CNN Presidential Debate Moderator Is at the Center of Defamation Suit

On Wednesday, three judges with the First District Court of Appeal for the State of Florida ruled that Plaintiff Zachary Young had sufficiently provided enough evidence to the court that they could proceed with his defamation suit against CNN for punitive damages. The network allegedly, knowingly lied about his security consulting company and their work amid President Biden’s disastrous withdrawal from Afghanistan. Jake Tapper, one of CNN’s presidential debate moderators was one of the journalists at the center of it all.

The defamation suit stemmed from a segment on CNN’s The Lead with Jake Tapper about Young’s company Nemex Enterprises Inc. and the prices they were allegedly charging to get people out of Afghanistan. Tapper led into the segment by painting an image of “black market” hustlers who charged “exorbitant fees” taking advantage of desperate people:

In our world today, the U.S. government, the Biden administration says that as of last week it had assisted in the departure of at least 377 U.S. citizens and 279 lawful permanent residents of the U.S. from Afghanistan since August 31st. Still, many Afghans, Afghans who desperately want to flee Taliban rule and Afghans who say their lives are at stake, they remain behind. As CNN’s Alex Marquardt has discovered, Afghans trying to get out of the country, face a black market full of promises, demands of exorbitant fees, and no guarantee of safety or success.

A NewsBusters investigation found that CNN has since deleted the segment in question from their CNN Transcripts archive page for the November 11, 2021 episode of The Lead. There’s no note about the missing segment.

CNN correspondent Alex Marquardt singled out Young’s company, not mentioning any others known to be working in-country to get people out.

“According to Afghans and activists we’ve spoken with desperate Afghans are being exploited like that young man, told they can get them or their families out if they pay exorbitant often impossible amounts,” he said. “One LinkedIn user posted messages with Young, where Young said it would be $75,000 for a car to Pakistan. He told another, it would be 14 and a half thousand per person to get to the United Arab Emirates or Albania for another 4,000. Prices well beyond the reach of most Afghans.”

At no point did they mention anything about the dangers involved with getting people out of a country controlled by terrorists and freshly abandoned by the Biden administration. Those facts didn’t stop them from taking parting shots at Young as they concluded the segment:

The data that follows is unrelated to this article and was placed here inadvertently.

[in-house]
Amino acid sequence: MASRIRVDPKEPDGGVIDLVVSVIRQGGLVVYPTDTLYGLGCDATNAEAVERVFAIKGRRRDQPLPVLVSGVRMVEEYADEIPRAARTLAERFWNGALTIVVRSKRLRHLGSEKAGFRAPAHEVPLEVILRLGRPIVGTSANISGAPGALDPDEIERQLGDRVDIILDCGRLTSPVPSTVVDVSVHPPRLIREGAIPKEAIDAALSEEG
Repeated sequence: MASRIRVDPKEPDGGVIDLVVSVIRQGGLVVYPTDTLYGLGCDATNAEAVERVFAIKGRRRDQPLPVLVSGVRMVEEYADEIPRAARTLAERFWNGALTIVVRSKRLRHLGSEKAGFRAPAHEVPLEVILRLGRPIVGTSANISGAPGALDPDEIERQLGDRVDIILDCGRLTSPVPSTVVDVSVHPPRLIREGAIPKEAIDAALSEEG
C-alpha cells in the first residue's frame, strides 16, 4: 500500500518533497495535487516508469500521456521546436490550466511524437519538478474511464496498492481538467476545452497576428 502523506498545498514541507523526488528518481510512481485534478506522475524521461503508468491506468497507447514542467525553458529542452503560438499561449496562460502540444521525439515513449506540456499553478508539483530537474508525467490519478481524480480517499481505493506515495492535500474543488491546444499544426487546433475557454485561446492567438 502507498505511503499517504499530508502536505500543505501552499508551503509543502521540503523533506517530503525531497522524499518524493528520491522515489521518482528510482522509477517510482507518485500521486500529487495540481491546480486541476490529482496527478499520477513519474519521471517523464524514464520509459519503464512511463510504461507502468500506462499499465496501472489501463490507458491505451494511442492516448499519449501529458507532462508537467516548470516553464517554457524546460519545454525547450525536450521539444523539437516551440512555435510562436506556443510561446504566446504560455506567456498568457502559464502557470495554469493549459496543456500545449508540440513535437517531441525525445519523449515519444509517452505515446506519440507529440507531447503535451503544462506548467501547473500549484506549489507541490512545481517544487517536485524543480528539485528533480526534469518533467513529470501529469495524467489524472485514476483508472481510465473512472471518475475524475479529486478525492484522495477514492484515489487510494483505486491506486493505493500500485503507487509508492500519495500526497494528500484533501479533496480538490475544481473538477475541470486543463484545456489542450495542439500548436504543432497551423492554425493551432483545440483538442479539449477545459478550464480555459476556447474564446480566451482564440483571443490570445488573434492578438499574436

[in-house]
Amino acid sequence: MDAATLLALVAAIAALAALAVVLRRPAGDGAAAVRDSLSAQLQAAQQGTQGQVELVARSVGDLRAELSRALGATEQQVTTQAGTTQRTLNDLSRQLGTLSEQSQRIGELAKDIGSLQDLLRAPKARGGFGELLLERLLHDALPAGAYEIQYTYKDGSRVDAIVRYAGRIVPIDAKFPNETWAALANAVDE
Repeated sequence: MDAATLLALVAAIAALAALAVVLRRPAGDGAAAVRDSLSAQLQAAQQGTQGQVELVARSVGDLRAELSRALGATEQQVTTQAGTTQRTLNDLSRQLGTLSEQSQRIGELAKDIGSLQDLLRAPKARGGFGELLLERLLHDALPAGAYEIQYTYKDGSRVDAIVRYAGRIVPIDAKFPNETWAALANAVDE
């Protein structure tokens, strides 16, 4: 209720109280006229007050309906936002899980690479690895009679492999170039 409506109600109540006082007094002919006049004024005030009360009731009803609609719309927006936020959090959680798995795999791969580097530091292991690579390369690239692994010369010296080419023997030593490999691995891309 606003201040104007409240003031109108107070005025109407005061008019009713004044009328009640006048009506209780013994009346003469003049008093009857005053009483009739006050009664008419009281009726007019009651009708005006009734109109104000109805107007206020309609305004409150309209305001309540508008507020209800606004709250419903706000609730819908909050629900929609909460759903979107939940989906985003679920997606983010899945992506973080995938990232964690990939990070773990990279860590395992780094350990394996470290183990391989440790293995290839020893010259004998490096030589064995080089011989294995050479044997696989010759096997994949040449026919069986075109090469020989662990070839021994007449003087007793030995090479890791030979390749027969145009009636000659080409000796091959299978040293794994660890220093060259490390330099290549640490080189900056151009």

MARQUARDT: In another message, that person offering those evacuations, Zackary Young, wrote “availability is extremely limited and demand is high.” Jake, he goes on to say, “that’s how economics works, unfortunately.”

TAPPER: Unfortunately, Hmm. Alex Marquardt thanks so much for that important report.

But, according to legal filings, internal CNN emails allegedly show that they knew the story was not sound or backed up with facts. “Young proffered CNN messages and emails that showed internal concern about the completeness and veracity of the reporting—the story is ‘a mess,’ ‘incomplete,’ not ‘fleshed out for digital,’ ‘the story is 80% emotion, 20% obscured fact,’ and ‘full of holes like Swiss cheese,’” the judges wrote.

The messages also allegedly showed that CNN reporters were operating out of malice for Young, a key component of a defamation suit:

Young proffered internal communication showing, at minimum, CNN employees had little regard for him. In those messages, CNN employees called him a “shitbag” and “a-hole” and remarked they were “going to nail this Zachary Young mfucker.” Marquardt referred to him as “fucking Young” and quipped, “it’s your funeral bucko.” (…) Young sufficiently proffered evidence of actual malice, express malice, and a level of conduct outrageous enough to open the door for him to seek punitive damages.

Though not a direct quote of CNN, the judges wrote that CNN’s defense for their internal attacks on Young was “journalistic bravado.”

Will Tapper put that journalistic bravado on display during the first presidential debate?

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